Embedding First Nations perspectives in architecture

3 August 2022

Appreciating the interactions between cultures

Embracing First Nations ideas about Country is key to the future of architecture in Australia, says Dr Michael Mossman, Associate Dean Indigenous in the School of Architecture, Design and Planning.

Dr Michael Mossman wants to change the way we think about architectural design and the built environment - by embedding First Nations understandings of Country.

“Country is the realm that surrounds us all. It’s everywhere, it’s always part of us and everyone has a different understanding of it. It’s infinite and always evolving,” Dr Mossman says. “Architecture is very much about connecting to place and connecting to surrounding contexts and communities. As an architect, I say that we can all listen to and embrace the qualities of Country and First Nations cultures to enrich the way we practice.”

Dr Mossman, who was awarded the University of Sydney’s Sister Alison Bush Medal for contribution to Indigenous community in the 2022 Alumni Achievement Awards, is the only First Nations architecture graduate in the country with a PhD. A Kuku Yalanji man, born and raised in Cairns on Yidinji Country, he is a registered architect and Associate Dean Indigenous, working on Gadigal Land, at the University of Sydney’s School of Architecture, Design and Planning.

As an architect, I say that we can all listen to and embrace the qualities of Country and First Nations cultures to enrich the way we practice.
Dr Michael Mossman

His thesis, The Third Space, Architecture and Indigeneity, published last year, explores a framework for implementing First Nations concepts across the architectural profession, academia and education.

“The Third Space is the interaction and translation of information between cultures - it’s how you can take a different angle on what has been communicated by our colonial frameworks. This idea was interesting to me - so if you think of a Venn diagram which has the colony as the Western system in one circle and the Indigenous system in another circle, and then merge those two circles together, the negative space in between is the Third Space. It’s also about the appreciation of the nuances of those spaces and the tensions and harmonies of how we operate as individuals between these two perspectives.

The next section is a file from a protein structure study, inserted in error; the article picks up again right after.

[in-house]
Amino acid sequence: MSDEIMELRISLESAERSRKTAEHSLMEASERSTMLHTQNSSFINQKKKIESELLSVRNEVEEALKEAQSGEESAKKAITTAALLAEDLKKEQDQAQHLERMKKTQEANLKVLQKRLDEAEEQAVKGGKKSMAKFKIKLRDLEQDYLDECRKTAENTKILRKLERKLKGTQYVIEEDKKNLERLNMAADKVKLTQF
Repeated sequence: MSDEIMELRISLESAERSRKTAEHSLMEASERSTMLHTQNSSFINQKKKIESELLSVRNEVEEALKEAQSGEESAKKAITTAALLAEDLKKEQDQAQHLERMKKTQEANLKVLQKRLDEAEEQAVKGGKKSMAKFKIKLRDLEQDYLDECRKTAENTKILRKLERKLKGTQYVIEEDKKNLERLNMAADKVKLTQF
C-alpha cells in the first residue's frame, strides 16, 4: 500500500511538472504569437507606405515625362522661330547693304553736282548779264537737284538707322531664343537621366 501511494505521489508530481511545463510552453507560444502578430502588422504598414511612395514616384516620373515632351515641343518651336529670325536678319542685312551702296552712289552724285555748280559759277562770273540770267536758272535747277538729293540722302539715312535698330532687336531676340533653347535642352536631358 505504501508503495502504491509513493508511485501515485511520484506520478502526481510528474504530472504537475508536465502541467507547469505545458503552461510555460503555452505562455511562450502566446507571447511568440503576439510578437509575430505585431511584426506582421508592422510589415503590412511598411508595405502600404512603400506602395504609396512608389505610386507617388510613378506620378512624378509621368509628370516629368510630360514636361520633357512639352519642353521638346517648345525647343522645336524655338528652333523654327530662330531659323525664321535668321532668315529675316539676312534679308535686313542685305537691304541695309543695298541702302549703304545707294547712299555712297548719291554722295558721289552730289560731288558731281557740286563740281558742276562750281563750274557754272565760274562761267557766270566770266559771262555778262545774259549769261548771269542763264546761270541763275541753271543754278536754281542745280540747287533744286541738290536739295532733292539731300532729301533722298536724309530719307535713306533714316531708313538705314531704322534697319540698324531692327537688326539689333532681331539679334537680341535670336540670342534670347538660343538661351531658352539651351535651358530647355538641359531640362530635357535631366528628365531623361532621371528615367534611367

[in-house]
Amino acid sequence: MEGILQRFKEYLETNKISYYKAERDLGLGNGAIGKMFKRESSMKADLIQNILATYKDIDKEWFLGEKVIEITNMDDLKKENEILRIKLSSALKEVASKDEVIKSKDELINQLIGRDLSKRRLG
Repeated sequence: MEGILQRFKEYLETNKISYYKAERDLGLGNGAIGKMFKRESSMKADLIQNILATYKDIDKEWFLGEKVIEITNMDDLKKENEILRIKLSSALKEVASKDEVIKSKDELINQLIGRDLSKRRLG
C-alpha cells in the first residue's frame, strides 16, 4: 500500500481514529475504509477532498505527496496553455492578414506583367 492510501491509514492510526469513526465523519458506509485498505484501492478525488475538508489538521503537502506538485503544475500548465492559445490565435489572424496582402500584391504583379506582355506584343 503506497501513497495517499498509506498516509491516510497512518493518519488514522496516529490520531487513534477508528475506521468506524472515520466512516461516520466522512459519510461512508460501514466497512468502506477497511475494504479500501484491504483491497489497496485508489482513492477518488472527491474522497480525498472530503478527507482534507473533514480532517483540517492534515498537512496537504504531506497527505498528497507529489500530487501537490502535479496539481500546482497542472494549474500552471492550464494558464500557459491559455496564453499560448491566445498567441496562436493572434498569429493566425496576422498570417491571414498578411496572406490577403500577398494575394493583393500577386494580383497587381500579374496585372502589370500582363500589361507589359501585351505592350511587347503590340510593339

“We can add that nuance to how design professionals understand what it means to connect to place. Thinking in this way can create change and allow the profession to engage with cultural differences, ideological positions, cultures, communities, individuals, and living and non-living entities that are always part of Country.”

Early influences

Dr Mossman’s parents instilled in him a strong sense of connection to place from a young age. He was also intrigued by his father’s work in the building industry. “I was interested in how you could create places and have an impact on how people lived. He was involved in the surveying profession, so his job was intrinsically connected to place, and he would travel around North Queensland.”

Dr Mossman says the changes taking place around him in Cairns as he grew up were also a formative influence. As the place transformed from a sleepy regional town to a thriving city, Indigenous cultural tourism grew along with it. He says despite the continual presence of racism, it provided opportunities to promote and celebrate the proud and enduring qualities of Far North Queensland cultures and the importance of Country.

“With that transformation, it was interesting to see how the visibility of culture led to an increased number of people pursuing tertiary education. My generation was the first to attend university in my family. Reflecting on it now, that transformation opened up opportunities for First Nations communities to express culture and reach out to career options that weren't present before.”